Close observers will notice we’ve taken a different tack with our Independent Broker/Dealer Report Card this year.
The annual exercise—a survey of advisors who affiliate with independent broker/dealers to gauge their level of satisfaction with the firms—was, over the years, becoming less useful. After all, most advisors who affiliate with an independent broker/dealer give their firms high marks; otherwise, those advisors likely would not be there. It’s usually in the wake of an acquisition, management change or scandal that advisors’ sentiment around their firms noticeably changes.
So, for the first time, we are not breaking out the results by individual firms and ranking them. Instead, we are using the over 1,000 respondents to benchmark for the satisfaction of the IBD business channel itself. (That said, individual firms that are interested in taking a deeper dive and comparing their results to our published benchmark should reach out to me or the publisher.)
More broadly, the independent broker/dealer entity itself is changing. What started as an innovative business model born out of the insurance world to let brokers sell securities alongside policies—an early stab at “holistic” financial planning—fell victim to the swing away from transaction-based business and toward packaged portfolios and fee-based planning.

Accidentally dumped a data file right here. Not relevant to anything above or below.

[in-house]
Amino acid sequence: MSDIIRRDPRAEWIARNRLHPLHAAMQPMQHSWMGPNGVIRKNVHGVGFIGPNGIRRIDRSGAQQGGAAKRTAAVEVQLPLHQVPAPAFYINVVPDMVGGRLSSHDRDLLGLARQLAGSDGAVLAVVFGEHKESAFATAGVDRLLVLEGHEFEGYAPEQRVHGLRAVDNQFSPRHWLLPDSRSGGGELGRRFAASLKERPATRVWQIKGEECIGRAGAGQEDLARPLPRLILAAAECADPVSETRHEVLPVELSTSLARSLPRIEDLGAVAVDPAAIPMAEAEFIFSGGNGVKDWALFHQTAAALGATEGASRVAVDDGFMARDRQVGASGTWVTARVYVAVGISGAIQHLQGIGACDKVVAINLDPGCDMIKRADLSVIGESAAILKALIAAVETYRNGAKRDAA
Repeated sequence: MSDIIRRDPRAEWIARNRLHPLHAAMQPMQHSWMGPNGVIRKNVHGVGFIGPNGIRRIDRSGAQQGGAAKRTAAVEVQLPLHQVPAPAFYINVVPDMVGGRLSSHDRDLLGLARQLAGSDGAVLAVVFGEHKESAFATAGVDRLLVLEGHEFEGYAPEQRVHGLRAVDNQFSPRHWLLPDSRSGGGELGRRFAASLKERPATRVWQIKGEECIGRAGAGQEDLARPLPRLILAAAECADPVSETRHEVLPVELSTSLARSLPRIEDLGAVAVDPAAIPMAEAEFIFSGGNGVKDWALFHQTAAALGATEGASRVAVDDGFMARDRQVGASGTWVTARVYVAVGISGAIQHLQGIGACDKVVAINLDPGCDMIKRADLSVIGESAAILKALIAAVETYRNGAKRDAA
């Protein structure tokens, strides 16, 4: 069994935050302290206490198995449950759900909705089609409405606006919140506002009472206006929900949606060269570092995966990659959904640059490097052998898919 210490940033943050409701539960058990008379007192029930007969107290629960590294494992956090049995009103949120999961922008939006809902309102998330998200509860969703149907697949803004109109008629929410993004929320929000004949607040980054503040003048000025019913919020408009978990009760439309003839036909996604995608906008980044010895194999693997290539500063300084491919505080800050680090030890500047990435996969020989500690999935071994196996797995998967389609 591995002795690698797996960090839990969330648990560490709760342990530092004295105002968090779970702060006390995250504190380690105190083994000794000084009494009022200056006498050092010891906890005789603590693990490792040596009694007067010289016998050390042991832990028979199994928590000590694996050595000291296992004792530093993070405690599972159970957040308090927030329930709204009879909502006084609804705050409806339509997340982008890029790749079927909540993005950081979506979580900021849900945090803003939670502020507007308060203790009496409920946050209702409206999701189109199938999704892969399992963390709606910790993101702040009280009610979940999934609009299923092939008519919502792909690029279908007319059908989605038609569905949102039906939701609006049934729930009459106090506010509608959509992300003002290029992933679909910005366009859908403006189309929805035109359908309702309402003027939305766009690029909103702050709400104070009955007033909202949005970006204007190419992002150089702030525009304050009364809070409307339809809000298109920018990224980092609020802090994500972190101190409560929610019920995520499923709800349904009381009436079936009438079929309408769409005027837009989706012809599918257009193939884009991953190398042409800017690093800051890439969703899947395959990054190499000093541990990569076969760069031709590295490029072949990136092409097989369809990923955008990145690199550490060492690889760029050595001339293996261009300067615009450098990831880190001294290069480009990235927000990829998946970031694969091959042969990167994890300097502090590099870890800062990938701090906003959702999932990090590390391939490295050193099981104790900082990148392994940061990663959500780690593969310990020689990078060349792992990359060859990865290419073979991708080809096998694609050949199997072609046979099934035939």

There are lots of data points on the decline of the traditional IBD channel, but what’s less quantifiable is how some of those firms are responding by shedding the old broker/dealer skin and emerging as new businesses with multiple affiliation options.
Consider LPL; do we still consider LPL an independent broker/dealer, or do we need a new name? It is a custodian and building out a platform for pure-play RIAs. Commonwealth too now supports pure-play RIAs. Raymond James recently combined some business lines into an RIA and custody services division. The lines between traditional broker/dealer and RIA are getting blurrier.
What’s driving the change is the individual advisor. In our research it’s clear that a lack of business support is what most often drives advisors to jump from one IBD firm to another—or leave the channel altogether. The vast majority already do more fee-based business than commission-based, and over 80% consider themselves fiduciaries, so it’s not the institution, per se, that is driving them away. Rather, it’s a question of whether the institution can support the business that these advisors want to be in.
Many IBDs won’t make the transition. But some are putting the pieces in place and evolving faster than the regulatory definitions they operate under. The transformation of the traditional broker/dealer business will be a dominant story in this industry over the next several years.